Somehow, when I was 35 years old, I found myself as Chief Operating Officer of a $15 million publishing company. We employed 200 people, we published all over the country, we had plans to grow even bigger, faster.
I think I got that title largely because of a moment some years earlier, when we were trying to raise money from venture capitalists, but lacked a CFO who could provide them the details they needed. The owner of the company looked at me and said, “Do you think you can put together a spreadsheet?” I had no financial background. Minimal understanding of accounting. I’d been hired as an editor. But the owner was, like so many entrepreneurs, one of those people to whom it is almost impossible to say no.
“Sure I can,” I said.
I locked myself in my office for a month, taught myself the dark inner workings of Excel, and proceeded to construct an extraordinarily — perhaps ridiculously — elaborate model of all aspects of the company’s operations. When I was done, it was more than 500 pages long.
There was no Ponzi scheme behind the model. But as we presented it to potential investors, it became clear that the complexity of the model gave it a self-fulfilling quality. The investors studied the numbers. And they wanted to believe.
And so, in those same meetings, my mind started to wander. What would it be like to create a model built on a lie? At night, in the morning, I started to work on Shimmer.
Meanwhile, the publishing company had grown too fast and gotten too big. We started cutbacks, layoffs, firings. It was awful. I stood in rooms of 20 people, all of them getting laid off. I met with a woman who’d just had a baby, laying her off as she cried into her hands. I laid one person off over the phone, calling her at home because she’d been sick, using a speakerphone to end it as she lay in bed in her trailer. She’d been with the company for 10 years.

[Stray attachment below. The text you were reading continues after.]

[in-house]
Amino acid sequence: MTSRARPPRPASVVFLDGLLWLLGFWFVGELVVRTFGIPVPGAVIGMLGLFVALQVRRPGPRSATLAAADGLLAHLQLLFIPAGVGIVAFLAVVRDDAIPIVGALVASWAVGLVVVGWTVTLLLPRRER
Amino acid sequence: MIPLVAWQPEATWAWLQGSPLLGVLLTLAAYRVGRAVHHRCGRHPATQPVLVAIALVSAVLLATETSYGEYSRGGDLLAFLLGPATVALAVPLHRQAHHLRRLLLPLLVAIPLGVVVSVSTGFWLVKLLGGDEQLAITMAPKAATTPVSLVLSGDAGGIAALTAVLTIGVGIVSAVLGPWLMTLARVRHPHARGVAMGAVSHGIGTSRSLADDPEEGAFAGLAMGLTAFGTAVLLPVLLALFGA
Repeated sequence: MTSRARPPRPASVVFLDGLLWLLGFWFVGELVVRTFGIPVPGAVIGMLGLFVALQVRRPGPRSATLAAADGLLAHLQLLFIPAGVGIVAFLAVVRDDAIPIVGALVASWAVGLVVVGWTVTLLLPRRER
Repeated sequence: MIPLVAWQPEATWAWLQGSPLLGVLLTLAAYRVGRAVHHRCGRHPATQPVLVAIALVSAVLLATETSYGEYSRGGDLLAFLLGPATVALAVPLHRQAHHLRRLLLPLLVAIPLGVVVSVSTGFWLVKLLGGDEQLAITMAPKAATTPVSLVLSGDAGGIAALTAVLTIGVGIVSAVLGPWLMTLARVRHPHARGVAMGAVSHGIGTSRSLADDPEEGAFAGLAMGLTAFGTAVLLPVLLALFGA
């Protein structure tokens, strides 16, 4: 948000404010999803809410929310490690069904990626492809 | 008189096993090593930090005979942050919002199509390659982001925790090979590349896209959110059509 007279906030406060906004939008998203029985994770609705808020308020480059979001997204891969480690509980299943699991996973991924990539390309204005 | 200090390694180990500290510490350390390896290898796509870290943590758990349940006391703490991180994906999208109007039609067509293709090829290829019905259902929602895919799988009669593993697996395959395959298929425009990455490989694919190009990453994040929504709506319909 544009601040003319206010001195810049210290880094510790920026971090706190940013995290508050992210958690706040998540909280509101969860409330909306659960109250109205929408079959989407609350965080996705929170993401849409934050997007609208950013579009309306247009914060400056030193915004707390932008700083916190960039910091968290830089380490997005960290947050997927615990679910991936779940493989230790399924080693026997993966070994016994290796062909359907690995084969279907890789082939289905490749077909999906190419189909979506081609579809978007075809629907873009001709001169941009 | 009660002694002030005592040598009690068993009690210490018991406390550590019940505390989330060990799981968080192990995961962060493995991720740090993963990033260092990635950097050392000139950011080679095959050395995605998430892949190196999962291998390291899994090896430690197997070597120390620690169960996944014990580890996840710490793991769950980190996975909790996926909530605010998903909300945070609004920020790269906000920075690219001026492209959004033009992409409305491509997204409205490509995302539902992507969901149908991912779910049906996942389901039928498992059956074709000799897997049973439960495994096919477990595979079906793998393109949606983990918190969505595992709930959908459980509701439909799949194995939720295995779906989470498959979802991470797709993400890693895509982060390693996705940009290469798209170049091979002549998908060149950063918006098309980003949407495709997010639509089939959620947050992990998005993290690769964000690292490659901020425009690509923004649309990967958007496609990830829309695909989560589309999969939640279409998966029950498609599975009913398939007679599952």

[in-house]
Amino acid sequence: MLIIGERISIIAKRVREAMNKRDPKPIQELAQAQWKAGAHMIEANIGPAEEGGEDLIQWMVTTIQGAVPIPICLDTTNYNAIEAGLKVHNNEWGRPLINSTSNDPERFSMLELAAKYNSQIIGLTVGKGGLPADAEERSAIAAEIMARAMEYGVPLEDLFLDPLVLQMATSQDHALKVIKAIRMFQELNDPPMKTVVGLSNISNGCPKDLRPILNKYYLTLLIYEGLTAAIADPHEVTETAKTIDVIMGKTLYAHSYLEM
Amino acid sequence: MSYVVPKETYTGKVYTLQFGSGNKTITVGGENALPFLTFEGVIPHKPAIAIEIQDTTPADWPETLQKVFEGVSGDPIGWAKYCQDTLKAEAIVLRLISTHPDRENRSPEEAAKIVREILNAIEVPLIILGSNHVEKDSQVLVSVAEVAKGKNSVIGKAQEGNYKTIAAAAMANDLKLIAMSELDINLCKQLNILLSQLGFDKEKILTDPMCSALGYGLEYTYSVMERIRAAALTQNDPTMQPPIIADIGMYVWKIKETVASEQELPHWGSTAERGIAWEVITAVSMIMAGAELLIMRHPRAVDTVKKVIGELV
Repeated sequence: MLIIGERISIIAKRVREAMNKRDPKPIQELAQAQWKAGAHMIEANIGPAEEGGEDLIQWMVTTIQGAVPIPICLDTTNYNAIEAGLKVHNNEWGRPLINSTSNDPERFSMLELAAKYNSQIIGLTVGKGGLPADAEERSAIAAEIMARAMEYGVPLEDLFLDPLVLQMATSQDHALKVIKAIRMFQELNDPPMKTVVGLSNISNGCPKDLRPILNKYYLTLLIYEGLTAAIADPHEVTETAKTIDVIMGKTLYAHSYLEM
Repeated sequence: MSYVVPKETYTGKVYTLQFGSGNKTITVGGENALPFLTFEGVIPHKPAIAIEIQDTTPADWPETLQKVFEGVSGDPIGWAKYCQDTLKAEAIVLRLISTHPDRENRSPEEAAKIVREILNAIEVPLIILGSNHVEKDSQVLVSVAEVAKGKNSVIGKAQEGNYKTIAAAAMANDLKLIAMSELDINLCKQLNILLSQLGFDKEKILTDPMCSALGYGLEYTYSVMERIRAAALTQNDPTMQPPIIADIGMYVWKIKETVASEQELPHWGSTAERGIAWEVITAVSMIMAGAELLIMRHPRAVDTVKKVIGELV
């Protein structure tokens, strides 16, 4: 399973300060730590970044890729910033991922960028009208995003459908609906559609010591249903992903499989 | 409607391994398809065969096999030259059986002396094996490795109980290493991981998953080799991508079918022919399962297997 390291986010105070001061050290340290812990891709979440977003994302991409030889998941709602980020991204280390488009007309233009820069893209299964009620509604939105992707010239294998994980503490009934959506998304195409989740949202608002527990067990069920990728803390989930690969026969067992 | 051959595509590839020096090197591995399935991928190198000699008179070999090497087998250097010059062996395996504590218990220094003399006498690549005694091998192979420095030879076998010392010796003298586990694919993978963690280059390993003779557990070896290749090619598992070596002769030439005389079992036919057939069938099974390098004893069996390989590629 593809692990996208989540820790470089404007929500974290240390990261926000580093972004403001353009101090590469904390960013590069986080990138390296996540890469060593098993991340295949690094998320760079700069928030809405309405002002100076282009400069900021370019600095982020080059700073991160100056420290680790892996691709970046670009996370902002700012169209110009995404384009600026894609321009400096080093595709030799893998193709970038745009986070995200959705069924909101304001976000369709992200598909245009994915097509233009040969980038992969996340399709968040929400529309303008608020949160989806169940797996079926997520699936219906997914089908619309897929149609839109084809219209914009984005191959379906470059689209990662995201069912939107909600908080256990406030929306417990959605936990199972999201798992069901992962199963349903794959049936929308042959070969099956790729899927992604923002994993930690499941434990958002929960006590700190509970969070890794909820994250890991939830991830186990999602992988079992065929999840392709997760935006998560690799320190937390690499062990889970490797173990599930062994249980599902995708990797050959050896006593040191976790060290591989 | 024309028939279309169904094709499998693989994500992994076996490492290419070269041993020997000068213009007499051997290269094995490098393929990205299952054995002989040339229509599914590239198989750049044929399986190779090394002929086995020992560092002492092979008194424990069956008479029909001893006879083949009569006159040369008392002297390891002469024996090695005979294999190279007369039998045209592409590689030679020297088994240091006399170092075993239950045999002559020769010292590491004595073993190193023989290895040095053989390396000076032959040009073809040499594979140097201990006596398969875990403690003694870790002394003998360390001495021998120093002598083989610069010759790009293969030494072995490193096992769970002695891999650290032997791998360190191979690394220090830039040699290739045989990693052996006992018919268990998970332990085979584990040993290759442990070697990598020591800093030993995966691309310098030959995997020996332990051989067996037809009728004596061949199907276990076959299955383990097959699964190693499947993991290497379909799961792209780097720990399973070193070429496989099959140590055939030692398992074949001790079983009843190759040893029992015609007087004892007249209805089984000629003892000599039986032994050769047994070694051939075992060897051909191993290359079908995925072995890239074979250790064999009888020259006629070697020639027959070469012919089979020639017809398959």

Those moments haunt me still. The realization that with my extravagant title, my elaborate model, and my power to have hired so many of these people, with all that I had taken these people into my trust.
Every layoff and cutback, however, felt like a violation of that trust.
I violated it often.
In 2002, I bought five cases of beer, called a staff meeting, and told the remaining 60 people they no longer had a job. We had found investors, but they turned out to be in financial trouble beyond anything I could have imagined. The bank cut our funding. They stopped taking my calls.
In the end, there wasn’t even enough money to file bankruptcy. We just walked away. For weeks, the phones still rang. The Web sites were still live. Even the email worked.
I assume it was the landlord who finally shut off the lights.